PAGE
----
Caring for Ash Trees

Caring for Ash Trees – Southwest USA

Last Updated on January 13, 2023 by Paul Guzman

Caring for ash trees in and around the American Southwest.  There are six types of Ash trees that do well in the Southwest.  Their botanical name is Fraxinus and in the Oleaceae family.

  1.  The Life Span of Ash Trees – This will vary from species to species.
  2. What types do well in the Southwest? Almost all Ash Trees – The exception is the White Ash.
  3. Are they cold Hardy? – Yes they are. -30° degrees Fahrenheit.
  4. What about insects and diseases? – Many Ash trees are susceptible to insects and diseases.
  5. What about watering and planting? Most are moderate to low water.
  6. What species does best in the American southwest? The Bonita and Arizona Ash do well.

The Life Span of most Ash Trees is about 50-75 years provided they are placed in the correct place.  Mainly, full sun but they don’t mind some shade. Watering and fertilizing go a long way toward the life of the Ash tree, especially the first 2-3 years after initial planting. Continuous observation is also a must as they are susceptible to witches’ broom and the Emerald Ash Borer.

The white Ash tree can live up to 260 years but again proper care and maintenance are needed particularly with the current tree situation around the world.

Ash Trees that do well in the Southwest

  1. Bonita Ash
  2. Arizona Ash
  3. Raywood Ash
  4. Berrinda Ash
  5. Texas Ash
  6. Modesto Ash

The Modesto, and Bonita Ash trees are very similar in size and look.  However, from my own observation, the leaves on the Bonita ash are larger making it a slightly better shade tree.

A Mature Bonita Ash

This Ash tree (Fraxinus velutina) can grow about 45ft. maybe 50 ft. wide and tall.  They are moderately watering trees however it is best to water them often during the first 2-3 years after initial planting.  Dark green leaves in early to mid-summer then slowly turn a luscious green when Autumn comes around.  Its large canopy will make plenty of shade for southwestern Homes.  It is a male tree which means it will not produce seed pods a lot less maintenance during the fall months.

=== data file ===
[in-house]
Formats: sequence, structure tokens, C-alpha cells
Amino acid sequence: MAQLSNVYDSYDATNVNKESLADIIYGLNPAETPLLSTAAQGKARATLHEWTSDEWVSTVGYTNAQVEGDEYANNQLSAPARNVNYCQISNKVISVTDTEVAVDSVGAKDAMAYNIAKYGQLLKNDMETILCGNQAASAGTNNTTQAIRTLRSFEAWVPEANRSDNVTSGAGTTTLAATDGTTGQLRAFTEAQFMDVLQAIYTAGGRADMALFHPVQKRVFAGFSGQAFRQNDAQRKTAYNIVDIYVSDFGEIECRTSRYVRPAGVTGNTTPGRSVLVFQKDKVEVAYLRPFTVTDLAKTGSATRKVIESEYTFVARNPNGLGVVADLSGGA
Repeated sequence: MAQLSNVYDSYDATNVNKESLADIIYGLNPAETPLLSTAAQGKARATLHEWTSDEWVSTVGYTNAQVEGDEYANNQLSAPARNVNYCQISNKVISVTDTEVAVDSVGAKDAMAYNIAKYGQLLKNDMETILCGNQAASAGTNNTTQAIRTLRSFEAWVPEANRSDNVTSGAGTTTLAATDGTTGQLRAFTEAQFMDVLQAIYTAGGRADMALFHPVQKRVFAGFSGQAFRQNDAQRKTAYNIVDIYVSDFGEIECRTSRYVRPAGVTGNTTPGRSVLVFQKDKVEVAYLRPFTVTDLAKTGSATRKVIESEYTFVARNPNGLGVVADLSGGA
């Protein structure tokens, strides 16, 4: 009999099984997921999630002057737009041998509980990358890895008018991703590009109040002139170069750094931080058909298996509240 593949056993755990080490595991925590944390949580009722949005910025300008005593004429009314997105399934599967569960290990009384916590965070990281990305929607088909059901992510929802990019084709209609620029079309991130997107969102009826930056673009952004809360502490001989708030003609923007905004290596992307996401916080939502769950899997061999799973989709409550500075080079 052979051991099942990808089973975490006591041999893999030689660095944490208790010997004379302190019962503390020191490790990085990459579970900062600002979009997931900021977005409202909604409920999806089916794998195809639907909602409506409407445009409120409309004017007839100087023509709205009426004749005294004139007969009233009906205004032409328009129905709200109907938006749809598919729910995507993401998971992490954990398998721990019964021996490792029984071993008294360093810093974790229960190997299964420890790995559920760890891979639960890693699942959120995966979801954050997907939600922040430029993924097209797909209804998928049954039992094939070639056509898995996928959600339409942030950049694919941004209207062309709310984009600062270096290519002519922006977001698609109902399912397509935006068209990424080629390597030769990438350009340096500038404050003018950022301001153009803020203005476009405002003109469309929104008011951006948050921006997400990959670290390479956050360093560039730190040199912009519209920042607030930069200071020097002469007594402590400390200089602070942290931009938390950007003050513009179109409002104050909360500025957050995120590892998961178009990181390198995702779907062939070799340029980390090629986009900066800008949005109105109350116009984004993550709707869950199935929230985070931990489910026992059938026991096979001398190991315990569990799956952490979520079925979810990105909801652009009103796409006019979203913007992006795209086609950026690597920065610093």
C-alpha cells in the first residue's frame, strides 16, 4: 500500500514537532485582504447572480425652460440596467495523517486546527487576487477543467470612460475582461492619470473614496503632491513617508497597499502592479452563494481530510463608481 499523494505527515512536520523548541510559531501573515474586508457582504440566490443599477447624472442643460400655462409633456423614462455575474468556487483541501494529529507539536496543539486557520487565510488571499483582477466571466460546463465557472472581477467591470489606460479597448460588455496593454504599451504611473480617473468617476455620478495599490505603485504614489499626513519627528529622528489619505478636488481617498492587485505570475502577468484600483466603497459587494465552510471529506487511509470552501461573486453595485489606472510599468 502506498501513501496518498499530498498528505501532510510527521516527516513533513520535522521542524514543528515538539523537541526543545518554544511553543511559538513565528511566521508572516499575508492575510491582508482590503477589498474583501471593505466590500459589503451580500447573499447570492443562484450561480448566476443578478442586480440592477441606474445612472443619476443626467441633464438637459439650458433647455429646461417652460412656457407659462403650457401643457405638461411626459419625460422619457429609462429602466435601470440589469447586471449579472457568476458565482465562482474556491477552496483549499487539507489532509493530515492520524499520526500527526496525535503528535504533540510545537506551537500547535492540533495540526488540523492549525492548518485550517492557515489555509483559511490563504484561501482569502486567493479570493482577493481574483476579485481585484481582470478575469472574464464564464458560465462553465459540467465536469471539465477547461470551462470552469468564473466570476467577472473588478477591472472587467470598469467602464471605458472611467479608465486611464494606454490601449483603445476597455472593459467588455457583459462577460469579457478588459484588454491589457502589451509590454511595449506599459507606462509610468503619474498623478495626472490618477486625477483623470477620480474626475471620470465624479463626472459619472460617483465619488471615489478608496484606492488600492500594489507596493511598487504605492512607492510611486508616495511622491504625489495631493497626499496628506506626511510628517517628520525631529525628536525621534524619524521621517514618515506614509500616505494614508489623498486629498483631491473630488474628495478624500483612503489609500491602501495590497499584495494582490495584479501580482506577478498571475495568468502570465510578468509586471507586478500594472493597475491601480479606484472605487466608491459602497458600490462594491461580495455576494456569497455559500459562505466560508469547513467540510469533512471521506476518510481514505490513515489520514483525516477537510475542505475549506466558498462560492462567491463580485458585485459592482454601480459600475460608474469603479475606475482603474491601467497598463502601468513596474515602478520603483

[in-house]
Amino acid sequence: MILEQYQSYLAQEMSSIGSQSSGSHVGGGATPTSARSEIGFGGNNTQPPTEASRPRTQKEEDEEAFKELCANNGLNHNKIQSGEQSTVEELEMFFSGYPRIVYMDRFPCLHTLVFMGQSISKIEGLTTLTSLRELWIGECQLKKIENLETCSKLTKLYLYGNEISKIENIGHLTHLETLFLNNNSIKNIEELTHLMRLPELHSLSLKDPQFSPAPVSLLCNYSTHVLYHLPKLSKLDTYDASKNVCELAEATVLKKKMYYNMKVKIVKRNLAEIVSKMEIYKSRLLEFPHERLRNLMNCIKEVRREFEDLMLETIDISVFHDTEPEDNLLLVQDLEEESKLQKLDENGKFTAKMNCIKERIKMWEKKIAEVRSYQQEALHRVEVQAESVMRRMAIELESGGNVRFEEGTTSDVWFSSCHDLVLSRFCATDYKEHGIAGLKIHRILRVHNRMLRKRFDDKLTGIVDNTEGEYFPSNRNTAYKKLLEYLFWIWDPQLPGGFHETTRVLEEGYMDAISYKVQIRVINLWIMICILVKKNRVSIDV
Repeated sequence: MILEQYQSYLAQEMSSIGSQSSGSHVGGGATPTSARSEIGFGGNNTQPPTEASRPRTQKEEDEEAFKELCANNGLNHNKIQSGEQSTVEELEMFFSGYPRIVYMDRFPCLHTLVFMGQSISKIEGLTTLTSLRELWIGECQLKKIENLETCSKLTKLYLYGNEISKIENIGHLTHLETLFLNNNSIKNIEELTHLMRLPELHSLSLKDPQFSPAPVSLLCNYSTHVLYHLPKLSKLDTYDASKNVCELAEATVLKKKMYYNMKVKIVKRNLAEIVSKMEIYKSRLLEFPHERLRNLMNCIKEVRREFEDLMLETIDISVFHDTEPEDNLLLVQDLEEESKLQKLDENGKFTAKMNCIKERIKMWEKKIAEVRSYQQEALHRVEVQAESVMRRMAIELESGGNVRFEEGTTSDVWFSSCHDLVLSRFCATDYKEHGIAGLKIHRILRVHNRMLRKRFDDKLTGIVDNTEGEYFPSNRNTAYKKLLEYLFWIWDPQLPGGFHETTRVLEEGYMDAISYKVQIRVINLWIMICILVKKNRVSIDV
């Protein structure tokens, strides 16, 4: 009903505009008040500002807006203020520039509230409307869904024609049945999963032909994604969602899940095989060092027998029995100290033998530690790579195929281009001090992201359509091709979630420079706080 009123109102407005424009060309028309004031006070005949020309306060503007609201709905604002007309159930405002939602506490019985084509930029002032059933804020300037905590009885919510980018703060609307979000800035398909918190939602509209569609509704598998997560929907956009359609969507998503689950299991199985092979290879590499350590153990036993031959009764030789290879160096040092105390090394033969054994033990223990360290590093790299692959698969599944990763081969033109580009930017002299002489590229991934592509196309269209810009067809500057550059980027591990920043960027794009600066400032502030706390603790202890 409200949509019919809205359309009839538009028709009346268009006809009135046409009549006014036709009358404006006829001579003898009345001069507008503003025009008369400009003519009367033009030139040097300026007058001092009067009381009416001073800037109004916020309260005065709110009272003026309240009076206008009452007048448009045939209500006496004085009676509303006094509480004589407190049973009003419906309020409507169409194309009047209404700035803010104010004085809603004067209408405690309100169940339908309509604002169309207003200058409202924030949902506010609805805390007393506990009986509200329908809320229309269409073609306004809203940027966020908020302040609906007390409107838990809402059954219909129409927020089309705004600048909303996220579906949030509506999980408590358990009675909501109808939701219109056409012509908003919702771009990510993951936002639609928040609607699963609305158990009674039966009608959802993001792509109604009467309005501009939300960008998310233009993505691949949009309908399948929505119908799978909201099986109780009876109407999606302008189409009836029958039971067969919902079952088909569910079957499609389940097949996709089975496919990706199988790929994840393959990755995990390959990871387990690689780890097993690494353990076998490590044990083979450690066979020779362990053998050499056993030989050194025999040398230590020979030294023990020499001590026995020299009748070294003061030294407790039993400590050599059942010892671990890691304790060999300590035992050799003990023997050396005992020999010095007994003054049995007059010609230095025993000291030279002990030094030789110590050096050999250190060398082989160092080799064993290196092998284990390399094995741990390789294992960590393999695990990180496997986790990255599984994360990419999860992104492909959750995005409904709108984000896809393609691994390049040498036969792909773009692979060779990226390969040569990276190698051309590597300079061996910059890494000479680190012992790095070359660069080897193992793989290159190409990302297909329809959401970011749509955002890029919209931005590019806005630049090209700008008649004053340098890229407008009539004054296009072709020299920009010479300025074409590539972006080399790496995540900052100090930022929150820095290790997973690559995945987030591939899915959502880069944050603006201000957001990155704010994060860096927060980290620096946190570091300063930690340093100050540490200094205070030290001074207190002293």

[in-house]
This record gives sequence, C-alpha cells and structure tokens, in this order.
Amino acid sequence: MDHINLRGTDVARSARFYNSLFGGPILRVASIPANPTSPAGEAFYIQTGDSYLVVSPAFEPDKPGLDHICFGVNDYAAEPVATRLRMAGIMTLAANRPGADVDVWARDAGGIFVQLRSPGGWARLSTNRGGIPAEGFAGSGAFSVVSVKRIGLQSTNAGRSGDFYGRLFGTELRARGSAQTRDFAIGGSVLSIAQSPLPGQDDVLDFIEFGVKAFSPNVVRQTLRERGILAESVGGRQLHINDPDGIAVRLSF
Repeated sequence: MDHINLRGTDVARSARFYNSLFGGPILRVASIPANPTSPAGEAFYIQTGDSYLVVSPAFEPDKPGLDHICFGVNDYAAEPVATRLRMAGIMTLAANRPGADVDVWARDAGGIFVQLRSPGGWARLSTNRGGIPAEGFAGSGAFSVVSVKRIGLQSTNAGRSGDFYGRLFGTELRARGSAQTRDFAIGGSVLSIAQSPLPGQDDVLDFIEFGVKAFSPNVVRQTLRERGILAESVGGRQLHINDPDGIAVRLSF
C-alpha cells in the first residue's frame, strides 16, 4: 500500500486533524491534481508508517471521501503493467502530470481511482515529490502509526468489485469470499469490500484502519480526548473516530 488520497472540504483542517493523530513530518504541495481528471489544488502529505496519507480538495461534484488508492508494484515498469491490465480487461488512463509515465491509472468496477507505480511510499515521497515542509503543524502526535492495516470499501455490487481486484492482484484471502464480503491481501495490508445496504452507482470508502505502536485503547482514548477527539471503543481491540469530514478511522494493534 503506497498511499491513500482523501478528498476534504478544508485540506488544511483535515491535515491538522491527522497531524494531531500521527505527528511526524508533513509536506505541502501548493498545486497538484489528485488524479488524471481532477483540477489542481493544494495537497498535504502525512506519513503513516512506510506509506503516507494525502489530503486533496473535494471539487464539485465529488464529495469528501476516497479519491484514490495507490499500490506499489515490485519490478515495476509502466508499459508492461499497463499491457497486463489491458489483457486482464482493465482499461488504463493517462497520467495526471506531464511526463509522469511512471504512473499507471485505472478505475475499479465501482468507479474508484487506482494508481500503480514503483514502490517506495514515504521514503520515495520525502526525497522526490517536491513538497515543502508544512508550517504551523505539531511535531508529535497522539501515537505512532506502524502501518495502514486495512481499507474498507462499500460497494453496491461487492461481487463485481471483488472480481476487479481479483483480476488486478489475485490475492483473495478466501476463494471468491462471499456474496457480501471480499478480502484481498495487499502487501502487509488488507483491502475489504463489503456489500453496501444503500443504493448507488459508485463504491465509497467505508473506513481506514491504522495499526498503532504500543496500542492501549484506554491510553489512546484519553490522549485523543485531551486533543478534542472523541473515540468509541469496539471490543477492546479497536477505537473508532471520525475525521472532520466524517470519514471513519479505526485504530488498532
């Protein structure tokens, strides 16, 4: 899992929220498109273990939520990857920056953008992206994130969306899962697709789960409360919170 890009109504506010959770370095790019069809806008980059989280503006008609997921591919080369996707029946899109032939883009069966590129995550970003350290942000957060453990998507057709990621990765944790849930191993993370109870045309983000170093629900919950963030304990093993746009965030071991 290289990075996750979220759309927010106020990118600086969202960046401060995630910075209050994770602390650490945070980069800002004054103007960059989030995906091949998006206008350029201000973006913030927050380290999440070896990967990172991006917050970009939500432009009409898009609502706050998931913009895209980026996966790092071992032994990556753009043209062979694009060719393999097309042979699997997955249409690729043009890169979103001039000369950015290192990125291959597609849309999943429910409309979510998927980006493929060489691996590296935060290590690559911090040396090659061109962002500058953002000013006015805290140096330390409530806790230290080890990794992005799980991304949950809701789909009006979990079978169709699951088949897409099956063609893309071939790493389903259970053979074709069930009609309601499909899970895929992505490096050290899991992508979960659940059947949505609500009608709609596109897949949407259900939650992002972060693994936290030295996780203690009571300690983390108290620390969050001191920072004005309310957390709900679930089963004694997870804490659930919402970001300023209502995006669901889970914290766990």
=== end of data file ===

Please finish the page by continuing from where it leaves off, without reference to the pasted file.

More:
USDA ZONE 7-11 Deciduous.

Caring for Ash Trees


Arizona Ash

The Arizona Ash tree will grow to about 40 – 45 ft. tall and about 40 ft, wide.  Another Ash tree that is drought tolerant after its 3rd-year of planting.  It produces a round-type canopy perfect for those looking for shade during the hot southwest summers.

It will also turn a golden yellow color right around mid-fall.  Water thoroughly the first 1-3 after initial planting.  Cut back your watering to about 15-20 minutes every 2-3 starting in the 4th year.  Water twice per month about the 5th year.  It is a good idea to fertilize your Ash trees at least 3 times per year, once in spring, summer, and once more in late fall.  Native to the North American Southwest.

USDA Zone 7-11 Deciduous

The care of Ash Trees


Fraxinus velutina. (2022, June 21). In Wikipedia. https://en.wikipedia.org/wiki/Fraxinus_velutina

The Modesto Ash

The same size and water requirements as the Bonita, and Arizona Ash.

The Modesto Ash gold color in fall.

Raywood Ash Tree

Also called the Claret Ash.  An Ash tree that turns a bronze color during the fall season.  Grow very fast mainly straight up the first 5 years or so.  Then starts to grow wider.  Some will get up to 80ft. tall but most will reach 50-60ft.  The width is about 25 maybe 30 ft. wide at maturity.  It will lose its leaves in late fall. The water requirements are about the same as the Velvet ash trees (Bonita, Arizona, and Modesto.

The one big thing about this tree is that it will grow almost anywhere in the U.S. from North Oregon, and South Texas, all the way up to the North Eastern states. It is a good cold hardy tree.  It is also one of the hardiest trees to plant.  Not susceptible to diseases and insects.

USDA Hardiness zones 5-8

Raywood Ash Fall
Raywood Ash right about mid-fall in New Mexico

 


The Berrinda Ash Tree

This tree comes from the Velvet Ash tree.  It is also oddly enough the same tree as the Arizona ash, why the same tree but different names? I will eventually find out. Same watering and characteristics as the Arizona species.

Problems with ash trees

They are susceptible to diseases, particularly anthracnose(except the Raywood Ash). Anthracnose is a fungus usually caused by too much moisture and water in the area.  Overhead watering from a lawn sprinkler is the biggest culprit.

The Emerald Ash borer will attack these trees it is best to observe your trees often.  This borer lays its eggs on the tree bark. The larvae of these eggs will bore a hole into many types of trees, this will damage or eventually kill the tree.

Witches broom is another fungus that infects these trees.  Learn more about Insects and Diseases on plants and trees.

Caring for Ash Trees
The dark spots on this tree look like the end of a witches broom. Thus its name.

In conclusion;  Ash trees are very good trees to plant in and around the Southwest USA.  Once established they will be drought tolerant.

 

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